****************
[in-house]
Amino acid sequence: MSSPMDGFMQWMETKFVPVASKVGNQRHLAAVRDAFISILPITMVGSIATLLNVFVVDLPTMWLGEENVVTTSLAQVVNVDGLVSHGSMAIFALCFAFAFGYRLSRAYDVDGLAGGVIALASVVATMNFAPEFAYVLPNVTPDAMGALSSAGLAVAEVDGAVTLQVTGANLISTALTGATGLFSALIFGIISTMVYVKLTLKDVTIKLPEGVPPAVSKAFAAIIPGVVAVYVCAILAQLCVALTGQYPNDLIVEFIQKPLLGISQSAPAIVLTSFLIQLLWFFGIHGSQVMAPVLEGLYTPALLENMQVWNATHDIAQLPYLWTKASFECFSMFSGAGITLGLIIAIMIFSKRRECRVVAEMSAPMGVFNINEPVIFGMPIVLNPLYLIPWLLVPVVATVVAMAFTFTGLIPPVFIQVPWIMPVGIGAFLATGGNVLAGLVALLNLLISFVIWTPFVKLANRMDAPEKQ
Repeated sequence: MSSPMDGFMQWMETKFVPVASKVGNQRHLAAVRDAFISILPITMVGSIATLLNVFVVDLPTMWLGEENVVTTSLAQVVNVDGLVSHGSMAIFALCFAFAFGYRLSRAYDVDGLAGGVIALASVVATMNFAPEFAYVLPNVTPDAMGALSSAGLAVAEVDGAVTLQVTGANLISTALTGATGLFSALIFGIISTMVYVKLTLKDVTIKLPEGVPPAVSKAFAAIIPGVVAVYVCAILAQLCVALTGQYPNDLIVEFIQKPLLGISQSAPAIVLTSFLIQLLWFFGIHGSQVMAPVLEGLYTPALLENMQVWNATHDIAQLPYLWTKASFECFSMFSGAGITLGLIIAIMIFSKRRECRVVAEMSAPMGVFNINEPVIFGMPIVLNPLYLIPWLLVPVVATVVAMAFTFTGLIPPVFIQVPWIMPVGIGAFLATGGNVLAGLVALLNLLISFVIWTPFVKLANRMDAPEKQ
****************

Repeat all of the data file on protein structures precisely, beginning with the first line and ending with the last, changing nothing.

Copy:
[in-house]
Amino acid sequence: MSSPMDGFMQWMETKFVPVASKVGNQRHLAAVRDAFISILPITMVGSIATLLNVFVVDLPTMWLGEENVVTTSLAQVVNVDGLVSHGSMAIFALCFAFAFGYRLSRAYDVDGLAGGVIALASVVATMNFAPEFAYVLPNVTPDAMGALSSAGLAVAEVDGAVTLQVTGANLISTALTGATGLFSALIFGIISTMVYVKLTLKDVTIKLPEGVPPAVSKAFAAIIPGVVAVYVCAILAQLCVALTGQYPNDLIVEFIQKPLLGISQSAPAIVLTSFLIQLLWFFGIHGSQVMAPVLEGLYTPALLENMQVWNATHDIAQLPYLWTKASFECFSMFSGAGITLGLIIAIMIFSKRRECRVVAEMSAPMGVFNINEPVIFGMPIVLNPLYLIPWLLVPVVATVVAMAFTFTGLIPPVFIQVPWIMPVGIGAFLATGGNVLAGLVALLNLLISFVIWTPFVKLANRMDAPEKQ
Repeated sequence: MSSPMDGFMQWMETKFVPVASKVGNQRHLAAVRDAFISILPITMVGSIATLLNVFVVDLPTMWLGEENVVTTSLAQVVNVDGLVSHGSMAIFALCFAFAFGYRLSRAYDVDGLAGGVIALASVVATMNFAPEFAYVLPNVTPDAMGALSSAGLAVAEVDGAVTLQVTGANLISTALTGATGLFSALIFGIISTMVYVKLTLKDVTIKLPEGVPPAVSKAFAAIIPGVVAVYVCAILAQLCVALTGQYPNDLIVEFIQKPLLGISQSAPAIVLTSFLIQLLWFFGIHGSQVMAPVLEGLYTPALLENMQVWNATHDIAQLPYLWTKASFECFSMFSGAGITLGLIIAIMIFSKRRECRVVAEMSAPMGVFNINEPVIFGMPIVLNPLYLIPWLLVPVVATVVAMAFTFTGLIPPVFIQVPWIMPVGIGAFLATGGNVLAGLVALLNLLISFVIWTPFVKLANRMDAPEKQ